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Walter Holberg

Walter Holberg

Walter Holberg is a 30-year veteran of the pharmaceutical industry with experience in analytical and product development for both branded and generic products. Walter has been granted four patents and has collaborated on seven scientific publications and posters since 1989. He currently holds the position of Scientific Advisor – Laboratory Operations Support for Alcami. He has successfully managed several abuse-deterrent studies, including the execution of Category 1 in vitro abuse-deterrent studies. He manages MD/MV studies for API and Drug Products, generates technical test protocols and reports, and is the subject matter expert for the company.

Recent Posts by Walter Holberg:

Extractables and Leachables – Why?

Regulatory agencies have become increasingly rigorous with regards to the detection, identification and quantification of extractable and leachable compounds in pharmaceuticals, drug delivery systems and biomedical devices. This increased scrutiny is the result of several well-documented incidents of contaminants leaching from containers and packaging, resulting in a potential or real risk to humans. 

Topics: Thought Leadership Extractables & Leachables

Elemental Impurities – Highlights of the Coming Regulation

Replacement of the wet chemistry “heavy metals” limit tests with more modern analytical methodology and conformance to new and specific limits for individual elements was a dramatic, although anticipated, change in the regulation.

The ICH recognized that prior to the Q3D Guidance, regulation of elemental impurities fell under Guideline Q3A for inorganic impurities. Existing pharmacopoeial procedures included the Heavy Metals test, Residue on Ignition/Sulfated Ash test and other wet chemistry tests. The problem with these procedures was that they were non-specific and were never intended to detect the low-level residual metal catalysts and reagents used in some modern synthetic processes. In addition, the acceptance criteria were based upon historical precedent and, although risk factors for metal contamination had changed significantly throughout the 20th century, the existing limits had not changed accordingly and had little toxological basis.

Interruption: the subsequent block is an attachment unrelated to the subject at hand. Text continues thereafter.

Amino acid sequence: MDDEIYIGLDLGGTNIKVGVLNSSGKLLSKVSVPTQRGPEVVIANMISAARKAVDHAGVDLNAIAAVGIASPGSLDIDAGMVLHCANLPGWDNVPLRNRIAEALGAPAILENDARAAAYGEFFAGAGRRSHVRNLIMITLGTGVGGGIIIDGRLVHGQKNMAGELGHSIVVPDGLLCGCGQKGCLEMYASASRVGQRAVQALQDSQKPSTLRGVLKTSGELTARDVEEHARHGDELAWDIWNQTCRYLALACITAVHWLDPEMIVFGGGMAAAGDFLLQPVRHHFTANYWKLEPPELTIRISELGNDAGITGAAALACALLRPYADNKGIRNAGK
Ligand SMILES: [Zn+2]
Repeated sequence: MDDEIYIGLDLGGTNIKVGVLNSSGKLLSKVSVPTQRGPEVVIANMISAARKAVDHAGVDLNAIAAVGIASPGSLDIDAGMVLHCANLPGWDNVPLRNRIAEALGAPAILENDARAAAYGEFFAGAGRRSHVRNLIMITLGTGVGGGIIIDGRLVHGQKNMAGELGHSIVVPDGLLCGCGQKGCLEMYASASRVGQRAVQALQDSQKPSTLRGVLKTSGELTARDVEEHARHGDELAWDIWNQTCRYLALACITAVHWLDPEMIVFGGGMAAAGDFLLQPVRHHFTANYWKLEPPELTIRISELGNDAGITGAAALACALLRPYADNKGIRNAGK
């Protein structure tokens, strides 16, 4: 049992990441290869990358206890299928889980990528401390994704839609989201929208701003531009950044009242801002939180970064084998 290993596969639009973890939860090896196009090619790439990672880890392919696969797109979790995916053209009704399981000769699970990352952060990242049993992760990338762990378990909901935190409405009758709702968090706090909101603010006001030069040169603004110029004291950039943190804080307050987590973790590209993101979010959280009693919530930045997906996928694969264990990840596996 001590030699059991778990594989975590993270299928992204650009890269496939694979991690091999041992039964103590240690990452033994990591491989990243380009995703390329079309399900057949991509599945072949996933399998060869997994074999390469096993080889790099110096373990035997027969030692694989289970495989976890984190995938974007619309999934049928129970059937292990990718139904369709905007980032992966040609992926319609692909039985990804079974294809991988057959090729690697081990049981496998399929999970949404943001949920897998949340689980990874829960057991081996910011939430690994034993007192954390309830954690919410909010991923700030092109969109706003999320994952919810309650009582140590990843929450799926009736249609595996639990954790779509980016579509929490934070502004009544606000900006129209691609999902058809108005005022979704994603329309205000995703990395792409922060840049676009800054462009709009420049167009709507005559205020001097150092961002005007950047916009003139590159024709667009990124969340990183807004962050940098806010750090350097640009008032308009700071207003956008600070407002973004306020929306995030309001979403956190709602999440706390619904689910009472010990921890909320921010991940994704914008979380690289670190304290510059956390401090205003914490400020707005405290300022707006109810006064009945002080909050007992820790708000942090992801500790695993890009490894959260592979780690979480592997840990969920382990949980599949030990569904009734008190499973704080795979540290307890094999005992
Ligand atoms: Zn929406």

Topics: Regulatory Compliance Elemental Impurities

Antibiotic Potency Testing: The Methods - Part 2

Using the Turbidimetric Method

In part one of this blog series, we discussed Antibiotic Potency Testing using the Diffusion (Cylinder-Plate) method.

Antibiotic potency assays using microbiological methods are required by both the European and United States Pharmacopoeia for some antibiotic products. Physicochemical methods, such as immunological assays and High-Performance Liquid Chromatography (HPLC) have become commonplace for determining the concentration of API and for the concomitant determination of Assay and impurities. However, microbiological assays provide a true measure of how effectively an antibiotic kills or inhibits a target microorganism at a specified concentration.

Topics: Thought Leadership

Antibiotic Potency Testing: The Methods – Part 1

Using the Diffusion (Cylinder-Plate) Method 

Both the European Pharmacopoeia and the US Pharmacopeial Convention (USP) require testing of antibiotic potency using microbiological assays for some products. When the potency of an antibiotic is measured chemically, its concentration in solution is all that is determined. Conversely, a microbiological assay verifies the ability of the antibiotic to kill the target organisms, as well as the concentration at which the antibiotic will kill effectively.

A microbiological potency assay measures the effectiveness of an antibiotic by the degree of growth inhibition on susceptible strains of microorganisms at differing concentrations. One of the two methods defined in the pharmacopoeia to make this determination is the Diffusion (Cylinder-Plate) method.

Topics: Thought Leadership